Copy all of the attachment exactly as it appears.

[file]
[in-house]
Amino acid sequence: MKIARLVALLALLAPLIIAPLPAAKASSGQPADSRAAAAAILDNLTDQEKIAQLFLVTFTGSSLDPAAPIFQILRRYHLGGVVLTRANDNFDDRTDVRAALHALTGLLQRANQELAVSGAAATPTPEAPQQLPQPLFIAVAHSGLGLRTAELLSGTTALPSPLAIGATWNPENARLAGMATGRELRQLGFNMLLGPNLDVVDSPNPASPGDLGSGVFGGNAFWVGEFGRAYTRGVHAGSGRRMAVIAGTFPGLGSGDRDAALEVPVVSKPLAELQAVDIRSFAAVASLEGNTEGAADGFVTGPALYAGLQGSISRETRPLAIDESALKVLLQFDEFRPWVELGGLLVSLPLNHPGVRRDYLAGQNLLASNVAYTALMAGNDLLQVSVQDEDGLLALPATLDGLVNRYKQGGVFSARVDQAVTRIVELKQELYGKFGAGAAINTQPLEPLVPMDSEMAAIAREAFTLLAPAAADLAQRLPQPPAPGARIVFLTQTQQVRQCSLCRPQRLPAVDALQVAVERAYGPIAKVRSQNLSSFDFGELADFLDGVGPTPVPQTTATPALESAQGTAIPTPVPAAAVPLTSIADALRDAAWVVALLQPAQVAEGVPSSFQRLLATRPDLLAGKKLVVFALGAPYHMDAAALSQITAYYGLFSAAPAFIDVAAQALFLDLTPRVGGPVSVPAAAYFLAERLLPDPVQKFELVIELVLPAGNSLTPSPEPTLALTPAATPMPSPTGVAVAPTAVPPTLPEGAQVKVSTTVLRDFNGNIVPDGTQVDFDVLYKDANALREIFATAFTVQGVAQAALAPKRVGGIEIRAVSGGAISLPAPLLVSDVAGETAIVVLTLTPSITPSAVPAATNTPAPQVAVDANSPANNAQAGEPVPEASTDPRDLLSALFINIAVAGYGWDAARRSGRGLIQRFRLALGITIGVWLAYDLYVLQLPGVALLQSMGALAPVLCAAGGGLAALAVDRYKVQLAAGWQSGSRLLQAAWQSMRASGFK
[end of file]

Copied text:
[in-house]
Amino acid sequence: MKIARLVALLALLAPLIIAPLPAAKASSGQPADSRAAAAAILDNLTDQEKIAQLFLVTFTGSSLDPAAPIFQILRRYHLGGVVLTRANDNFDDRTDVRAALHALTGLLQRANQELAVSGAAATPTPEAPQQLPQPLFIAVAHSGLGLRTAELLSGTTALPSPLAIGATWNPENARLAGMATGRELRQLGFNMLLGPNLDVVDSPNPASPGDLGSGVFGGNAFWVGEFGRAYTRGVHAGSGRRMAVIAGTFPGLGSGDRDAALEVPVVSKPLAELQAVDIRSFAAVASLEGNTEGAADGFVTGPALYAGLQGSISRETRPLAIDESALKVLLQFDEFRPWVELGGLLVSLPLNHPGVRRDYLAGQNLLASNVAYTALMAGNDLLQVSVQDEDGLLALPATLDGLVNRYKQGGVFSARVDQAVTRIVELKQELYGKFGAGAAINTQPLEPLVPMDSEMAAIAREAFTLLAPAAADLAQRLPQPPAPGARIVFLTQTQQVRQCSLCRPQRLPAVDALQVAVERAYGPIAKVRSQNLSSFDFGELADFLDGVGPTPVPQTTATPALESAQGTAIPTPVPAAAVPLTSIADALRDAAWVVALLQPAQVAEGVPSSFQRLLATRPDLLAGKKLVVFALGAPYHMDAAALSQITAYYGLFSAAPAFIDVAAQALFLDLTPRVGGPVSVPAAAYFLAERLLPDPVQKFELVIELVLPAGNSLTPSPEPTLALTPAATPMPSPTGVAVAPTAVPPTLPEGAQVKVSTTVLRDFNGNIVPDGTQVDFDVLYKDANALREIFATAFTVQGVAQAALAPKRVGGIEIRAVSGGAISLPAPLLVSDVAGETAIVVLTLTPSITPSAVPAATNTPAPQVAVDANSPANNAQAGEPVPEASTDPRDLLSALFINIAVAGYGWDAARRSGRGLIQRFRLALGITIGVWLAYDLYVLQLPGVALLQSMGALAPVLCAAGGGLAALAVDRYKVQLAAGWQSGSRLLQAAWQSMRASGFK